“You must follow the simple instructions exactly, and in less than three months, you will receive $800,000. GUARANTEED,” promise the two identical, unsigned letters I received in the past month. That statement alone should make anyone skeptical – not only the promise of a return far beyond what even Warren Buffet can generate, but also the guarantee. Who is backing it? No one I’d trust, I’m sure.
I read the second letter carefully, curious about the pitch it was making. I found the basic elements of a typical get-rich-quick scheme. It offered a logical sounding (though somewhat vague) plan to bring in lots of money with very little work, a hard-to-resist lure. If I send a dollar to each of six people and send letters to others, asking them to do the same, this letter promises, my initial “investment” will increase exponentially.
But this letter has a few twists. It directly addresses some of the common arguments against chain letters, such as their illegality, their low rate of response, and their senders’ decreased reputation among friends and family. Specifically, when I send people money, I am to ask to be included on the person’s mailing list, and when I send out letters, I should buy a mailing list rather than sending the requests to people I know. “We’ve gotten around the problems of a typical chain letter,” this letter seems to say, but the plan is still bound to fail. It is a pyramid scheme at heart, and it will not work.
Just in case you get this same letter, consider the elements of this “improved” money-making plan and the reasons why you are more likely to lose money than make any:
First, the letter protests a bit too much about its legality: “In order to be completely legal, you must actually sell something in order to receive a dollar in return. So when you send a dollar to each of the names on the list, you include these words. ‘please put me on your mailing list’… The item you will receive for the dollar you send to the six people below is the letter…. When you send out these letters, you are in the mail order business. People are sending you $1.00 to be put on your mailing list. It is a legal, helpful service.” I am not a lawyer, but I fail to see how sending unsolicited “merchandise” of very little value in the hopes that someone will pay you for it qualifies as a legitimate business. It is not helpful, and I doubt it’s legal. Furthermore, I am already on the mailing list, so why should I pay a dollar to be added?
The letter also has a “new” solution to the problem of nay-saying friends and family. Not only does it recommend keeping my actions a secret until the “business” succeeds (good advice; I will save myself from some ridicule when it fails), it also tells me not to send them any of my letters. Instead, it tells me to buy a mailing list and suggests two companies from which I can get a list of people who “requested money making instructions within the last 45 days.” I recognized one as something I had signed up for in order to receive a related freebie – Home Business Magazine. I didn’t realize I was requesting “money making instructions” when I signed up.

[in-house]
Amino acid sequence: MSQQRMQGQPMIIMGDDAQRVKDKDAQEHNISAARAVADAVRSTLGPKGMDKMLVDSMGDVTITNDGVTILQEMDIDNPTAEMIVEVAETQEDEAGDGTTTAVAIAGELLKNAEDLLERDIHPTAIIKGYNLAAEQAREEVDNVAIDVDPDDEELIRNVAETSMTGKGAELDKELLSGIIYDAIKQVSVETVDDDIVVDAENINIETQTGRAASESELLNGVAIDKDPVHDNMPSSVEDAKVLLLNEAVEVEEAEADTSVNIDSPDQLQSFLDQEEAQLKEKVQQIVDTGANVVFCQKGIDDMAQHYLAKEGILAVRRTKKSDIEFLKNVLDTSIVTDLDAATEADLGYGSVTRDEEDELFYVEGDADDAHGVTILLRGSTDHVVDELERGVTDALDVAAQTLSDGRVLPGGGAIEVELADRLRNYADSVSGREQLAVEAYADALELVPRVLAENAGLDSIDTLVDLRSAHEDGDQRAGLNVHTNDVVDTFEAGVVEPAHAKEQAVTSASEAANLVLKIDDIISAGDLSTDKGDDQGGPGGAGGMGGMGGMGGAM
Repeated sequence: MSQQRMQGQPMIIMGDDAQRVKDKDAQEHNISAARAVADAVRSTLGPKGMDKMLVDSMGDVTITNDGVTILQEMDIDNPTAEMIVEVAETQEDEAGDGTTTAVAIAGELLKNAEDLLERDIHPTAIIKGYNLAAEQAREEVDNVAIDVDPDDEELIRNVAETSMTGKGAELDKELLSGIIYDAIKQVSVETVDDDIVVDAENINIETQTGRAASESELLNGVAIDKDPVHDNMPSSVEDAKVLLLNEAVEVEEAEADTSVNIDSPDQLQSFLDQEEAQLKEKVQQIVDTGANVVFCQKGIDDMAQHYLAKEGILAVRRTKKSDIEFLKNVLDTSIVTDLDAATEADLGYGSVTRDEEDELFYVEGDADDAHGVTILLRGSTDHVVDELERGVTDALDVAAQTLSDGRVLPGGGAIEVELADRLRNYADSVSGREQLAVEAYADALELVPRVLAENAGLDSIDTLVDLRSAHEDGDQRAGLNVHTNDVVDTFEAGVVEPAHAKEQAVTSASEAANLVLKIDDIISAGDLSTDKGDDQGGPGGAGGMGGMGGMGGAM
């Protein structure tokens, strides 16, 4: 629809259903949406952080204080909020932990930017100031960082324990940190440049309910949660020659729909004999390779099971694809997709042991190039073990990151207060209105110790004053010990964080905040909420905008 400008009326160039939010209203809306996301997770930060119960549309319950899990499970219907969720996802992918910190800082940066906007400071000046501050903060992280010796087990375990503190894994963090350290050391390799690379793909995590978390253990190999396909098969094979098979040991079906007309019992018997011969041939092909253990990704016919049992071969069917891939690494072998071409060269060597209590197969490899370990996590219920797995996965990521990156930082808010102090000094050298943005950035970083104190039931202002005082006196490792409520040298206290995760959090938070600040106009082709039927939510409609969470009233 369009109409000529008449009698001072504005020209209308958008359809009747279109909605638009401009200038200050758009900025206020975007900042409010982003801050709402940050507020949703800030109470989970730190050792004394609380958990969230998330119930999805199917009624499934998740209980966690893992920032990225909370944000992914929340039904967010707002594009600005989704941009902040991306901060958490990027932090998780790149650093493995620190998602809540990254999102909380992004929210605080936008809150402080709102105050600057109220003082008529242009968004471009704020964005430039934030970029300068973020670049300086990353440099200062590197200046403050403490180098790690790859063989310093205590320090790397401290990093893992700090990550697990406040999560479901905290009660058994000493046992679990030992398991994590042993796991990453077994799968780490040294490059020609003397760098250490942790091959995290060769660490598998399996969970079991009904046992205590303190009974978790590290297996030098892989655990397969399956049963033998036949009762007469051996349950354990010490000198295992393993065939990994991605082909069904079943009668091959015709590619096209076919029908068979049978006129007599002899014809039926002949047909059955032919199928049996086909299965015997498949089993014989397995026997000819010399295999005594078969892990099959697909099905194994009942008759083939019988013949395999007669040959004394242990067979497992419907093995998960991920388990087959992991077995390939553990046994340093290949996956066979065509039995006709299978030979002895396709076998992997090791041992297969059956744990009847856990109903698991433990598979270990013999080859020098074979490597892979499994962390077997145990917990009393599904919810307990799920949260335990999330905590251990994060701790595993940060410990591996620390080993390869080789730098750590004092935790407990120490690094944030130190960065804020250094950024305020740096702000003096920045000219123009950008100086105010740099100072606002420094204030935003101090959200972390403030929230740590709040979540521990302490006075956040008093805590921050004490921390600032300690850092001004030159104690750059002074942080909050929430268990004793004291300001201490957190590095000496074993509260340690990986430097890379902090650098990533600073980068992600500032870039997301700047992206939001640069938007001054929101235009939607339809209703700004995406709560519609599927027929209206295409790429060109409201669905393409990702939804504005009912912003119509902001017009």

To give the author some credit, the letter does address the fact that only a small portion of the people to whom I mail it will actually respond – its estimate is fifteen people out of every two hundred. The problem is, however, that everyone is working from the same pool of names. It’s possible that fifteen out of every two hundred people will respond to such a letter, but it’s doubtful that they will respond to multiple letters. Eventually, as with any pyramid scheme, the number of potential “entrepreneurs” quickly becomes negligible, and only those at the top of the pyramid have made any money. The letter also downplays the fact that I am still paying for the names, the printing, and the postage.
Just in case I’m not wowed by the idea of this “perfectly legal” business proposition I should postpone mentioning to my family and friends, the letter includes some helpful tips about managing a high volume of incoming mail and money. “Sow 10% of your income to charitable contributions (You reap what you sow). Save 20%, set aside 10% for next business project or mailing list. 10% for bills, 30% for taxes, and 20% to play with.” That’s not a bad budget plan, and it appeals to the recipients’ best intentions – the money for charity assures me I’m not being greedy, while the 10% for bills suggests that I will be living well below my means. However, anyone wise enough to know how to budget should also be wise enough not to fall for a get-rich-quick scheme.
As with any money-making opportunity, it’s important to evaluate the logic of the plan and research the reliability of the people involved in it before investing a dime. Take some time to learn about classic get-rich-quick schemes and how to recognize them to prevent being fooled by an old fraud in new clothing.
Image courtesy of cobalt123